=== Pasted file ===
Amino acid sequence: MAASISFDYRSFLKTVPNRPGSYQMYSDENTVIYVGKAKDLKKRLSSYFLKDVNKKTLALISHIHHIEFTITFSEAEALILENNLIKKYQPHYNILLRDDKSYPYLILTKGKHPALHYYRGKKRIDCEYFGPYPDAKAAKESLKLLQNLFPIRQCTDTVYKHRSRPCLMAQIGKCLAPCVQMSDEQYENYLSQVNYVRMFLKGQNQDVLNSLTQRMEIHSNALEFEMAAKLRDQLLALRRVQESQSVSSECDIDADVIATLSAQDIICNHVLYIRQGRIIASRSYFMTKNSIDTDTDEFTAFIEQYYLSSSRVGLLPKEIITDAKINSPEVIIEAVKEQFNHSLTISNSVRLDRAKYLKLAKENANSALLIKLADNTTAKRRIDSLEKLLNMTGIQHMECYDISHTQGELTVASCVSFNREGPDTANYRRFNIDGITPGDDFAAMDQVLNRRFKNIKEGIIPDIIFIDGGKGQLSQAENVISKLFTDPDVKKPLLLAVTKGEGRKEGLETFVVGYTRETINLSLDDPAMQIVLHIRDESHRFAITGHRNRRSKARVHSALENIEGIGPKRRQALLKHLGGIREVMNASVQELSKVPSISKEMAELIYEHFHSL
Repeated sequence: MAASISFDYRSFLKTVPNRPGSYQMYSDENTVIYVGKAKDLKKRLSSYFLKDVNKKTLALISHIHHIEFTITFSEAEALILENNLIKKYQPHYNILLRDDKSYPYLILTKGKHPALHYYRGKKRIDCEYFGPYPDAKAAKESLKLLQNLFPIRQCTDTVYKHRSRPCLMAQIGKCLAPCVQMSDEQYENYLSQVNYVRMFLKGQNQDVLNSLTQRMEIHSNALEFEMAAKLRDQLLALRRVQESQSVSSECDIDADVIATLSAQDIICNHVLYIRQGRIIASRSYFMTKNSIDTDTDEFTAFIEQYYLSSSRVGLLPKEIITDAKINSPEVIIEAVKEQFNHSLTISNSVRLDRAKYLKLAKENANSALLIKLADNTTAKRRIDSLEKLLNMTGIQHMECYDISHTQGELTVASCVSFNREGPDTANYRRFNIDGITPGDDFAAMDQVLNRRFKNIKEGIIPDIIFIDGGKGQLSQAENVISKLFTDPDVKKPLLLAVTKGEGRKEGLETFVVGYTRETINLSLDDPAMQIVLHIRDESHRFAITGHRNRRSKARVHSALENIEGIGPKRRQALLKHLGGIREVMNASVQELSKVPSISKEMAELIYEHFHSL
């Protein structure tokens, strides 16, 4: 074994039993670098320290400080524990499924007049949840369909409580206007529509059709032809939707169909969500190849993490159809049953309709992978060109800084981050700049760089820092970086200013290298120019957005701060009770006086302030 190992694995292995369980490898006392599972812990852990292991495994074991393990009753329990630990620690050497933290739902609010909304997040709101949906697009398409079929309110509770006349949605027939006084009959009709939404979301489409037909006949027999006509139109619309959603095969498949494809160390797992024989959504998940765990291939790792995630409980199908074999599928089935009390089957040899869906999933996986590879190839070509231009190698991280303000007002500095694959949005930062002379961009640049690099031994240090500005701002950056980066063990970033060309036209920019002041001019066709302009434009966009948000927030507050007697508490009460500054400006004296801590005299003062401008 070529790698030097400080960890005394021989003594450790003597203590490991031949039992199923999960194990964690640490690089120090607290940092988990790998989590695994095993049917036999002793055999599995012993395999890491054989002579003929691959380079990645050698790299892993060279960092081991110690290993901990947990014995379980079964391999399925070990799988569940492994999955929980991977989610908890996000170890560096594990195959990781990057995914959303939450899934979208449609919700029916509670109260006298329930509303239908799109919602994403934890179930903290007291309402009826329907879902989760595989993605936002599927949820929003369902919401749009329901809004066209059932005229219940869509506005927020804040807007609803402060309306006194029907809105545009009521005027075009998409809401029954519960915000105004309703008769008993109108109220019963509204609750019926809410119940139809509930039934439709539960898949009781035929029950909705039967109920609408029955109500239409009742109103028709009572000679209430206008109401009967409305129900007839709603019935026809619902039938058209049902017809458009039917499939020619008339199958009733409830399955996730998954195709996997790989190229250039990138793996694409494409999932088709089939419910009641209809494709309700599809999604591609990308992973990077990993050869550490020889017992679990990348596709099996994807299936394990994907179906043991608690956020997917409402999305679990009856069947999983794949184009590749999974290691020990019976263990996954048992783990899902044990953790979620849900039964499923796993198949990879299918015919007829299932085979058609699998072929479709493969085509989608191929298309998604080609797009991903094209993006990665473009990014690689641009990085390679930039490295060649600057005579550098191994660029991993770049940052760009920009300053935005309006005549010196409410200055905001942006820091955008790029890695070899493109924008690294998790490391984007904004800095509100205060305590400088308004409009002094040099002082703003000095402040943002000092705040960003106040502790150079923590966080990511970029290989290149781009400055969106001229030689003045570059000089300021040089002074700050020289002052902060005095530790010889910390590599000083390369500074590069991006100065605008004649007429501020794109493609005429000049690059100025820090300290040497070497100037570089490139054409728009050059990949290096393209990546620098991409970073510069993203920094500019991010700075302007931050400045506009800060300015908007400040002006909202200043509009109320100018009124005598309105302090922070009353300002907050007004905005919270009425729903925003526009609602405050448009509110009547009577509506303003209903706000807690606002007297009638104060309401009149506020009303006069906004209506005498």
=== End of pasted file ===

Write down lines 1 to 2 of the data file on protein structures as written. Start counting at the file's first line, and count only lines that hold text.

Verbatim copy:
Amino acid sequence: MAASISFDYRSFLKTVPNRPGSYQMYSDENTVIYVGKAKDLKKRLSSYFLKDVNKKTLALISHIHHIEFTITFSEAEALILENNLIKKYQPHYNILLRDDKSYPYLILTKGKHPALHYYRGKKRIDCEYFGPYPDAKAAKESLKLLQNLFPIRQCTDTVYKHRSRPCLMAQIGKCLAPCVQMSDEQYENYLSQVNYVRMFLKGQNQDVLNSLTQRMEIHSNALEFEMAAKLRDQLLALRRVQESQSVSSECDIDADVIATLSAQDIICNHVLYIRQGRIIASRSYFMTKNSIDTDTDEFTAFIEQYYLSSSRVGLLPKEIITDAKINSPEVIIEAVKEQFNHSLTISNSVRLDRAKYLKLAKENANSALLIKLADNTTAKRRIDSLEKLLNMTGIQHMECYDISHTQGELTVASCVSFNREGPDTANYRRFNIDGITPGDDFAAMDQVLNRRFKNIKEGIIPDIIFIDGGKGQLSQAENVISKLFTDPDVKKPLLLAVTKGEGRKEGLETFVVGYTRETINLSLDDPAMQIVLHIRDESHRFAITGHRNRRSKARVHSALENIEGIGPKRRQALLKHLGGIREVMNASVQELSKVPSISKEMAELIYEHFHSL
Repeated sequence: MAASISFDYRSFLKTVPNRPGSYQMYSDENTVIYVGKAKDLKKRLSSYFLKDVNKKTLALISHIHHIEFTITFSEAEALILENNLIKKYQPHYNILLRDDKSYPYLILTKGKHPALHYYRGKKRIDCEYFGPYPDAKAAKESLKLLQNLFPIRQCTDTVYKHRSRPCLMAQIGKCLAPCVQMSDEQYENYLSQVNYVRMFLKGQNQDVLNSLTQRMEIHSNALEFEMAAKLRDQLLALRRVQESQSVSSECDIDADVIATLSAQDIICNHVLYIRQGRIIASRSYFMTKNSIDTDTDEFTAFIEQYYLSSSRVGLLPKEIITDAKINSPEVIIEAVKEQFNHSLTISNSVRLDRAKYLKLAKENANSALLIKLADNTTAKRRIDSLEKLLNMTGIQHMECYDISHTQGELTVASCVSFNREGPDTANYRRFNIDGITPGDDFAAMDQVLNRRFKNIKEGIIPDIIFIDGGKGQLSQAENVISKLFTDPDVKKPLLLAVTKGEGRKEGLETFVVGYTRETINLSLDDPAMQIVLHIRDESHRFAITGHRNRRSKARVHSALENIEGIGPKRRQALLKHLGGIREVMNASVQELSKVPSISKEMAELIYEHFHSL